Because GSDs from American lines may have shorter lifespans than those from German lines, it may be worth your while to search for reputable breeders who have added German dogs to their breeding programs to help strengthen the breed and reduce the likelihood of genetic problems.
How can you make sure you avoid a backyard breeder or puppy mill dog? Here are some tips for finding a reputable German Shepherd breeder:
- You should be able to visit the puppies on site
- In addition to answering your questions, the breeder should ask you questions to make sure you’ll provide a good home for a German Shepherd
- You won’t find their puppies in a pet store
- The breeder does health testing on the parent dogs
- They will take the dog back if you can’t keep it
While most commercial dog foods are labeled “nutritionally complete,” that doesn’t make them healthy. Many dog foods include filler ingredients like corn or meat by-product that have little to no nutritional value. That makes cheap dog food the equivalent of human junk food.
Just as eating healthy helps humans live longer, high-quality dog food can help your German Shepherd live a longer, healthier life.
How do you know if your dog’s food is of high quality? Here are some tips:
- It shouldn’t contain any corn, animal by-product, or artificial colors, flavors, or preservatives.
- Meat should be the first ingredient. Real meat is better than meat meal for the first ingredient, but meal can be further down the list.
- Vitamins and minerals should come from real fruits and vegetables rather than artificial sources.
For more information on dog food for German Shepherds, check out the 8 Best Dog Foods for German Shepherds.
Since German Shepherds are so prone to painful joint problems, you should start them on a joint supplement that contains glucosamine and chondroitin when they are young to help prevent and lessen joint pain.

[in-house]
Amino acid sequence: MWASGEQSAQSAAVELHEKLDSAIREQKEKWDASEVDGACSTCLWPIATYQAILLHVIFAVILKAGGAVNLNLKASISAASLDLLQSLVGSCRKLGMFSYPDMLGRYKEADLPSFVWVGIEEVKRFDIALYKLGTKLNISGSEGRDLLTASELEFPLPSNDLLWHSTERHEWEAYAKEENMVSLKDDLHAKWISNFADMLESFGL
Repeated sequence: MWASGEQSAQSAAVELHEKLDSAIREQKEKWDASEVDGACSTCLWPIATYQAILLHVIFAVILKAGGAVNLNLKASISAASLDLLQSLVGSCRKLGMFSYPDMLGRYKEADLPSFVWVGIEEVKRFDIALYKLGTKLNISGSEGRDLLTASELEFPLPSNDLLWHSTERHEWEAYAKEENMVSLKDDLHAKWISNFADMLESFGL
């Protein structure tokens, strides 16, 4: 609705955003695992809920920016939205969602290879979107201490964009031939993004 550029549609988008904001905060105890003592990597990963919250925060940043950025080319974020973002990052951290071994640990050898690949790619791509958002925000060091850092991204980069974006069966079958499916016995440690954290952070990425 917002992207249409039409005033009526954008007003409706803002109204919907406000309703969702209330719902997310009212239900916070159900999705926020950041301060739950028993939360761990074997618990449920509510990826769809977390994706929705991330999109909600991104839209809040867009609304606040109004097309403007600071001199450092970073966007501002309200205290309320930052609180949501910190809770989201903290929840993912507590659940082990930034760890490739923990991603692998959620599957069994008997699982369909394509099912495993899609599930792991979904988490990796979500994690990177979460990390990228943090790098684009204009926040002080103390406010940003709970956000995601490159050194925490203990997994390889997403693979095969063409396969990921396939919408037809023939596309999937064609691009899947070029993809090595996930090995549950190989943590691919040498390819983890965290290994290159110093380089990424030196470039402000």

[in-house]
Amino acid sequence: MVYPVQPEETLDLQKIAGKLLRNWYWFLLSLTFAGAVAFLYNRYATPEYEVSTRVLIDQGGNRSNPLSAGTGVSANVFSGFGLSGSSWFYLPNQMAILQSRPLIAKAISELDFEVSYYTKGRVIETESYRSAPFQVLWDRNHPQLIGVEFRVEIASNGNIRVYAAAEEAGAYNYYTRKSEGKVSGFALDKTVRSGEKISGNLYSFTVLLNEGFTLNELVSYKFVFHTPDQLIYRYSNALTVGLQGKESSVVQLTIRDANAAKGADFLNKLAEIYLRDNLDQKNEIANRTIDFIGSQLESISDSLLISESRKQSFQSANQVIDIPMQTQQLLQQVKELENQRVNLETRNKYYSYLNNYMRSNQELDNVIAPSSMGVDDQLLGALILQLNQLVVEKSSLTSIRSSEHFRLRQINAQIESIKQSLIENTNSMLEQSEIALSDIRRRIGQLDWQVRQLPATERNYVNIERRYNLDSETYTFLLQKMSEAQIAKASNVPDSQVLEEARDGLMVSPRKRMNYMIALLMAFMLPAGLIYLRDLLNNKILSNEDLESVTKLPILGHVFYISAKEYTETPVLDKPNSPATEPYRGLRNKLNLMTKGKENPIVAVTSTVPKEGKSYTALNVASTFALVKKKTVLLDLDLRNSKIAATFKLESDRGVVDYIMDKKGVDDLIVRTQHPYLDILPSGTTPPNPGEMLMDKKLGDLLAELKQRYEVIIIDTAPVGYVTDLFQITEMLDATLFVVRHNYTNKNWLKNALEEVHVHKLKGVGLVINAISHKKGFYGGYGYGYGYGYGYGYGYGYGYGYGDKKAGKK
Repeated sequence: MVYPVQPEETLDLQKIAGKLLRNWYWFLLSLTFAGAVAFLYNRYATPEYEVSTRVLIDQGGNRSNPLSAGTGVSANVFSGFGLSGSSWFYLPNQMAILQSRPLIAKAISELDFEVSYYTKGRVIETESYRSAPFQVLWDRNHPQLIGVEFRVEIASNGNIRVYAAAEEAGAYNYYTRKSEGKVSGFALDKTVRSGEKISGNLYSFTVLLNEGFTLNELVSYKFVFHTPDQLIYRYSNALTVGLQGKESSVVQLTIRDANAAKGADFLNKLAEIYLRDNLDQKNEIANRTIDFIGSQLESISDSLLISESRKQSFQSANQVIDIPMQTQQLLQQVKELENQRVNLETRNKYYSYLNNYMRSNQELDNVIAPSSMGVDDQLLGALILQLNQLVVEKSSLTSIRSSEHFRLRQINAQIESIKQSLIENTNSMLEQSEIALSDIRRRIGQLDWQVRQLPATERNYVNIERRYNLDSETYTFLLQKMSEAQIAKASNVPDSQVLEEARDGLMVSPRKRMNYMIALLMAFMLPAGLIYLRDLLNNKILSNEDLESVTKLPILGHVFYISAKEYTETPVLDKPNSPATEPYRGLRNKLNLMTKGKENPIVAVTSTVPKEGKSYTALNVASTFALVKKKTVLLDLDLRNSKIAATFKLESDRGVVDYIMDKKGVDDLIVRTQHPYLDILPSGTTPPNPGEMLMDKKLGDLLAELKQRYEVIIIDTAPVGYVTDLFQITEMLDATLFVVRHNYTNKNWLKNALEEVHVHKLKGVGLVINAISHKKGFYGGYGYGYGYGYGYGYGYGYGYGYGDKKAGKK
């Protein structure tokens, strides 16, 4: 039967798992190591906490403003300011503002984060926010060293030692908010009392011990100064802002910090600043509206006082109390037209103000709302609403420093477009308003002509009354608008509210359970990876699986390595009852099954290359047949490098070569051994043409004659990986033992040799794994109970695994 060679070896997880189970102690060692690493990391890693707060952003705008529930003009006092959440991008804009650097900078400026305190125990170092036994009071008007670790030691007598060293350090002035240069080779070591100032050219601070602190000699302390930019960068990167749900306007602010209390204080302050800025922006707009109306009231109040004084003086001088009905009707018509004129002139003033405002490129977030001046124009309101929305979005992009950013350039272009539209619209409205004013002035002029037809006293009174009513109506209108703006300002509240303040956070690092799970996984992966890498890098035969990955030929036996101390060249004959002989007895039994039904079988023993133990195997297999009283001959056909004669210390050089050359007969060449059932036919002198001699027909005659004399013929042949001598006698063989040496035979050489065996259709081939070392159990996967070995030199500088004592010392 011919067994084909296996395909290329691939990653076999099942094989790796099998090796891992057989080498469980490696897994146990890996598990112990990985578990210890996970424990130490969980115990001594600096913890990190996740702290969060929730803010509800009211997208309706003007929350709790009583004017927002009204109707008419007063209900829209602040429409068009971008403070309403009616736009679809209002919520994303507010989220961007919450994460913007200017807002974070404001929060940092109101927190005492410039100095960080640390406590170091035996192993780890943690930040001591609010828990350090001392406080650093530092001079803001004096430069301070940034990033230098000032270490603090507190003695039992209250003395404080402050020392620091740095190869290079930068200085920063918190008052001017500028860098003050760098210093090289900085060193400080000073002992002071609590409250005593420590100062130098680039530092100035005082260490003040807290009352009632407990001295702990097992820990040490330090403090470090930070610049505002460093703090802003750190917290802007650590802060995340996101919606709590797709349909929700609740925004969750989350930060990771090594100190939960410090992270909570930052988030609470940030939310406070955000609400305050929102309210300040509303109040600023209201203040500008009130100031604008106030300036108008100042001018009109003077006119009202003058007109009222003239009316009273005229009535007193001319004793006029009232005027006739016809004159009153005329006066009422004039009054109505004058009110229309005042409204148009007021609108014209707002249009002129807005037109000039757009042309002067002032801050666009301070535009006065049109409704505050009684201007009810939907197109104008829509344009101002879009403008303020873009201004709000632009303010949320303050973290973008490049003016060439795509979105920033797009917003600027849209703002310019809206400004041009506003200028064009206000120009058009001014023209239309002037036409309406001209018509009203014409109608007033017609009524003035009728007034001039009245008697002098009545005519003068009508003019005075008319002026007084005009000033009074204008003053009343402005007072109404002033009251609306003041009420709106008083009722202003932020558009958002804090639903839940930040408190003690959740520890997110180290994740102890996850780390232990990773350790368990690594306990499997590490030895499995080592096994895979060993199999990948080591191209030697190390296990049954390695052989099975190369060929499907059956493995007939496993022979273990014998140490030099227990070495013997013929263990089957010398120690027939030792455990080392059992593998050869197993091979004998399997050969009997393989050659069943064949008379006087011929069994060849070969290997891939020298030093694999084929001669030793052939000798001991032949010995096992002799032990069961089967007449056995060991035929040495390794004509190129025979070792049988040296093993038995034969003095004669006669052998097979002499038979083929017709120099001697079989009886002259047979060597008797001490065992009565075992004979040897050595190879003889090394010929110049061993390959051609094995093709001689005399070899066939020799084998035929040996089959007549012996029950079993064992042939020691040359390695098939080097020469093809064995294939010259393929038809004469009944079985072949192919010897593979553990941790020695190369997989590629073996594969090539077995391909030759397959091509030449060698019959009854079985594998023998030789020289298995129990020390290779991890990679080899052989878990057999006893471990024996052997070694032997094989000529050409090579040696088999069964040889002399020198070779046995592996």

If you’d like to learn more about joint supplements, we cover them more in depth and offer our recommendations here.
Another good supplement to consider for your German Shepherd is fish oil. Some conditions that fish oil can help improve include:
- Intestinal inflammation
- Spinal problems
- Hip or elbow dysplasia
- High cholesterol
- High blood pressure
- Itchy skin or dry coat
All dogs need exercise to prevent obesity and keep them in shape, but German Shepherds have high energy levels and can turn to destructive behaviors if they don’t get enough exercise.
A bored German Shepherd could easily turn to eating things they shouldn’t when left alone, and if they swallow something that doesn’t pass through their digestive tract, it could kill them, so exercise really can directly impact their lifespan.
German Shepherds need at least an hour of exercise every day, and the more, the better. They were bred to work all day, so a tame 30-minute walk twice a day may not be enough to expend all their energy.
Some exercise options to consider with your German Shepherd include:
- Running around a dog park
- Playing fetch in the back yard
- Jogging with you on leash
- Running next to you as you bike
- Doggy daycare
You may not realize it, but poor dental health can impact a dog’s overall health. If you don’t care for your German Shepherd’s teeth, bacteria from under their gumline can enter your dog’s bloodstream and affect their organs, including their heart.
Brushing your German Shepherd’s teeth every day with a toothpaste made for dogs is best, but if they won’t allow you to do that, regular access to chew toys or bones can help remove plaque and tartar from their teeth.
You should also get a professional dental cleaning from your vet any time they recommend it, and it must be the kind where your dog is anesthetized. Anesthesia-free dental cleanings are becoming increasingly popular, but they don’t clean under the gumline, where bacteria lurk.
German Shepherds are extremely intelligent and get bored easily. A bored German Shepherd can develop undesirable behaviors, which may not lead directly to a shortened lifespan, but it may lead to you choosing to rehome your dog.
A few ways to keep your German Shepherd’s mind active include:
- Dog sports like agility, flyball, freestyle, and more
- Constantly training new tricks
- Obedience competitions
- Puzzle toys
Bred to work all day, German Shepherds love nothing more than to have a job. If you have the time to train them, your GSD might love to be a therapy dog, search and rescue dog or sheepdog.
Don’t have the time to give them a job outside the house? Teach them something to do at home, like putting away their toys or checking on the kids.
As you can see, there are many things you can do to help improve your German Shepherd’s lifespan and quality of life. They still won’t live forever, but with a little luck, you’ll have at least a dozen good years with them.